[size=11.0pt]Not a great fan of the looks: Is that real wood that looks like plastic? Or plastic trying to look like real wood? But the large and shallow cups, coupled with light-ish weight, made these the most comfortable of the group - just wrapped round my head rather like Sen HD800's do.[/size]
[size=11.0pt]The sound wasn't the most neutral, or the most detailed, or the smoothest, but the HEK did something that no other in this group (with possible exception of Abyss) could achieve: they (sometimes) made me forget I was listening to headphones.  This was partly due to the larger soundstage and the way individual images popped out from the mix. It instantly drew me into the music. Maybe the soundstage was a touch too wide - I could have done with a stronger central image - DAVE's cross-feed function may possibly sort that out (I didn't think to try at the time).[/size]
[size=11.0pt] [/size]
[size=11.0pt] HEX V2:[/size]
[size=11.0pt]Much of the same strengths as its more expensive brother, but smoother, a touch muddier, and the missing detail lost me that HEK intimate connection  with the music. A channel imbalance curtailed the listening session. At its much lower price point, this  would be worth revisiting if my wallet was feeling particularly tight, but at this stage in my high end journey, the HEK is a better bet.[/size]
[size=11.0pt] [/size]
[size=11.0pt] Source:[/size]
[size=11.0pt]Windows 10 laptop, SSD, internal battery, all redbook FLAC -> HQP+NAA -> Wireless Router -> Supra ethernet cable -> mR+LPS-1[/size]
[size=11.0pt]Above was all my own. This then went through to the dealer's: Chord Sarum USB cable -> DAVE -> headphones.[/size]
[size=11.0pt] [/size]
[size=11.0pt]Also tried the Trilogy 933 amp. More of that another time - I feel I've written enough for now.[/size]
[size=11.0pt] [/size]
[size=11.0pt] Music:[/size]
[size=11.0pt]I listen at moderate volumes: mid 70's to mid 80's dB.[/size]
[size=11.0pt]To stop me going mad with variations, most of my music selection today was restricted to just 3 albums:[/size]
[size=11.0pt] [/size]
[size=11.0pt]- Beth Hart's My California ("hotly" recorded bright female vocals)[/size]
[size=11.0pt]- Erin McKeown's Sing You Sinners (better, not perfect, recording, with lots of percussion and fast rhythms)[/size]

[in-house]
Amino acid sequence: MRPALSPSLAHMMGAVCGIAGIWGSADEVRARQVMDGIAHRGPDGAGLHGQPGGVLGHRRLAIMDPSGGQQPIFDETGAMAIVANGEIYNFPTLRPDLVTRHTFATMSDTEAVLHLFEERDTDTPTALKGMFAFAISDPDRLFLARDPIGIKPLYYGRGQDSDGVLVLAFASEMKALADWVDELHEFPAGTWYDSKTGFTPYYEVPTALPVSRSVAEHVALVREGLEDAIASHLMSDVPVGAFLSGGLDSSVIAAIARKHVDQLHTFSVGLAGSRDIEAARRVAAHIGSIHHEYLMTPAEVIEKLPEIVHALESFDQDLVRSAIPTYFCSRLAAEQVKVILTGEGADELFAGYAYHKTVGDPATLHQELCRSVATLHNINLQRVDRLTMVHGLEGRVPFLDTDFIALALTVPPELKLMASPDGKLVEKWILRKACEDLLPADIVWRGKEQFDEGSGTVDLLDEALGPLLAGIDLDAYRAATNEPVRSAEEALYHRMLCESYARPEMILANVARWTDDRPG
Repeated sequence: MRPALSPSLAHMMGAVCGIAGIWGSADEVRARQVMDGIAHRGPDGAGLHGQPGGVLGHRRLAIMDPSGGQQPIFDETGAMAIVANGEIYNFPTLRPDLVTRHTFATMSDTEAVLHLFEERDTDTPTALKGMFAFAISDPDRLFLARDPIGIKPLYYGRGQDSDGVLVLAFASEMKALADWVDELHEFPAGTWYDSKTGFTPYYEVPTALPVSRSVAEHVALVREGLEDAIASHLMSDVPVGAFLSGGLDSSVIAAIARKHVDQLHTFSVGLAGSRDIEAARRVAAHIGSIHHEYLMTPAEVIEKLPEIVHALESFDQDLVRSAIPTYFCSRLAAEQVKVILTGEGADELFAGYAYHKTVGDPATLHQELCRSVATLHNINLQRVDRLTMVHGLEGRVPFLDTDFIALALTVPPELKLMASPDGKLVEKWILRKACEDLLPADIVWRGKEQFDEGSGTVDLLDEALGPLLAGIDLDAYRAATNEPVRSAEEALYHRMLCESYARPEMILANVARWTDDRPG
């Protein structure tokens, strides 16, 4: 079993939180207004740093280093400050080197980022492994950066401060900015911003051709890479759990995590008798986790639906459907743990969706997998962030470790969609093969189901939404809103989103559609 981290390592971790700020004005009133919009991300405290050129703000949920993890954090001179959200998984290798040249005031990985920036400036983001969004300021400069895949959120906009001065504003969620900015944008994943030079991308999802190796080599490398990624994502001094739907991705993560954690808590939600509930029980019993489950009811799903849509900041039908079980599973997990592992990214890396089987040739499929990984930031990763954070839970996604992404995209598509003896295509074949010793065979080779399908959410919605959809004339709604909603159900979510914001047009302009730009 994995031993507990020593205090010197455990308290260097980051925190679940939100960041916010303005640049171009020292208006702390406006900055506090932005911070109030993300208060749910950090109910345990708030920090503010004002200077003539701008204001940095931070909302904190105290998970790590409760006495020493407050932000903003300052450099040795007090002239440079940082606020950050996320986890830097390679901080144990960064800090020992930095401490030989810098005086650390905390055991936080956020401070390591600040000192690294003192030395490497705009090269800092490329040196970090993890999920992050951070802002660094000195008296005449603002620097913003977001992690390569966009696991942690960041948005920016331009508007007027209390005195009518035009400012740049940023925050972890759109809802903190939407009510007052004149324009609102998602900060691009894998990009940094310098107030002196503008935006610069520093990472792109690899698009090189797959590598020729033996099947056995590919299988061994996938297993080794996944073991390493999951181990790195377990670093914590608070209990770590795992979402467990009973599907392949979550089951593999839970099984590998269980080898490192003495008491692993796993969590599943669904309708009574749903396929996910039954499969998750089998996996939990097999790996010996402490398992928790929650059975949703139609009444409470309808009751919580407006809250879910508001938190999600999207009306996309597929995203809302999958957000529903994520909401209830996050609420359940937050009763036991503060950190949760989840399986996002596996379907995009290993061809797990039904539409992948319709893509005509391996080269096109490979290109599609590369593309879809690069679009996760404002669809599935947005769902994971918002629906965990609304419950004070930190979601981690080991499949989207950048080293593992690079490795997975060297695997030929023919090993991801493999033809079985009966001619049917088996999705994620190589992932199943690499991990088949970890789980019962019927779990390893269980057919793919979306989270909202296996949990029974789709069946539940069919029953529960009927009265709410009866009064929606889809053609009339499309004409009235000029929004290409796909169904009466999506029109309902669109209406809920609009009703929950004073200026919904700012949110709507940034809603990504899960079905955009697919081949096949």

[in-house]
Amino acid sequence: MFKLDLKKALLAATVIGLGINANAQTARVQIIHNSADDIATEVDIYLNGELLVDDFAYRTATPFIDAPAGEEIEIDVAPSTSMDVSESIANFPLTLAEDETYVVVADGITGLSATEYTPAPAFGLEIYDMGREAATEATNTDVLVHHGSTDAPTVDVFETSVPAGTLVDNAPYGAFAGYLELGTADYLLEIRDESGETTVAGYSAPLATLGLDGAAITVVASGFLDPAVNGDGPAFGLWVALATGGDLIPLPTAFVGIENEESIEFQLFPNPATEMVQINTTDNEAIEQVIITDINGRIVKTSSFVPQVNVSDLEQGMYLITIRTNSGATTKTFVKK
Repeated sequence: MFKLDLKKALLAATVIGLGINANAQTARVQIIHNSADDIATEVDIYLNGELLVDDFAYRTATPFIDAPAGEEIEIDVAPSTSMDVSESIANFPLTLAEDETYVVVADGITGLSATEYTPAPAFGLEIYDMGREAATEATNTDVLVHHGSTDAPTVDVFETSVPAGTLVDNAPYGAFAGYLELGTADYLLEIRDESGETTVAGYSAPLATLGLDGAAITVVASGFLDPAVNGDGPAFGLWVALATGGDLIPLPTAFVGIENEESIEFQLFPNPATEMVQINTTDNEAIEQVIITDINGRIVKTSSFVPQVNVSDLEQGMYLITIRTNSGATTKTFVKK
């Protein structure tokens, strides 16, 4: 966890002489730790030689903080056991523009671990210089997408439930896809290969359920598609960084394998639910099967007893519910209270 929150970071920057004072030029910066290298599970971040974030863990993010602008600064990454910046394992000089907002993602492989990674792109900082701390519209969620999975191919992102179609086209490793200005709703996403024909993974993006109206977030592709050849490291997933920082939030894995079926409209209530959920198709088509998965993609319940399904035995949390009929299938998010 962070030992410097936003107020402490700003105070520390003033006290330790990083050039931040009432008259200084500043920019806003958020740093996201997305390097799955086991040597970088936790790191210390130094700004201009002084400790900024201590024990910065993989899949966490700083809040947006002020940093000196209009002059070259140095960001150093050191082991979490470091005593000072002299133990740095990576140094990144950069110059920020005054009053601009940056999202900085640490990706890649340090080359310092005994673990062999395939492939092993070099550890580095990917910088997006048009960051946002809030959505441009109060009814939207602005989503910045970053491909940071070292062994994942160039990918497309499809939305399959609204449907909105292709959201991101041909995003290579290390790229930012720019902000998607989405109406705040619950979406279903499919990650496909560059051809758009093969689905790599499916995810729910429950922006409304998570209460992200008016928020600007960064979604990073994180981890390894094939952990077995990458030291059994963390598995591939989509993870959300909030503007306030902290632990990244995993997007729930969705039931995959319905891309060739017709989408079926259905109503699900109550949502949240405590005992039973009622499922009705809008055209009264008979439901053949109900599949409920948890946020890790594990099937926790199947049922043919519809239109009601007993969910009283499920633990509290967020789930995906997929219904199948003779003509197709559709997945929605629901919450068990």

[size=11.0pt]- Ravel's String Quartet (erm, it's classical) [/size]
[size=11.0pt] [/size]
[size=11.0pt] PS. If you like non-mainstream, individual, female talent, try Erin McKeown's Distillation album. Mostly fabulous recording and a pure voice. Not for everyone, but if you like her style, you'll then want to try all her back catalogue.[/size]
 
Dec 12, 2016 at 2:17 PM Post #10,734 of 22,392

joseph69

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@TheAttorney 
 
Very well said. I really enjoyed reading your opinions on these HP's.
I'm currently doing a small comparison for myself (in home) but not to downsize (I just received my BHSE) it's just for my own personal experiences and curiosity as to what other TOTL HP's have to offer differently from my 009/BHSE. My choices are the Utopia (which I've already listened to) and have very similar opinions to yours…the Abyss (which I'm currently listening to) and the HE1Kv2 (which will be next). I've already heard the HE1K and did find them enjoyable to listen to. My 009/BHSE combo just keeps getting ridiculously more and more addicting and better sounding every time I listen to it, not to mention I'm also getting more and more acquainted with their sound-signature. 
 
Dec 12, 2016 at 2:27 PM Post #10,735 of 22,392

rgs9200m

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Interesting. I just got back my HEKv2 from the upgrade offer and I can't stop listening to it. I made several comments on my impressions in the HE1000 thread from first arrival, but things have gotten even better with time.
New toy syndrome? Maybe. But I have many flagships and these are the best balance of engagement, lack of fatigue/shrillness, comfort, detail, bass solidity and extension, and transparency in a long time.
 
I would not trade my Stax SR007 mk 2.5 for the HE1000(v2), but still, the HEK v2 is overall a top-of-the-heap headphone, much more refined than my original HEKv1.
I use a Hugo TT as one of my DACs for these (the other being an EMM with CDs).
 
[Sold by me over the last year or so: Abyss, LCD3 fazor and original, TH900, HD800, Ether, Oppo PM1.]
 
EDIT: I corrected this at 4:51 PM ET to correctly say 'I would not trade my Stax SR007 mk 2.5 for the HE1000(v2)' where I accidentally said the reverse before.
 
Dec 12, 2016 at 2:42 PM Post #10,736 of 22,392

Beolab

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Life after STAX?

Or…. The next stage of my Downsizing experiment. I've now completed my TOTL headphone shoot-out, the jury is back and the results are in.

Background:

I love my BHSE/009 combination. It's not perfect (the 009's slight forwardness in particular), but it's more perfect than anything else I've heard (closest dynamics competitor so far has been the Abyss). I also like my 007 Mk1's, but not as much as the 009's. I don't want to rekindle the cyclical  009/007 debate here, just stating my preference of ultimate transparency over soothing warmth.  Please do not restart that cyclical debate now - it really is not the point of this post.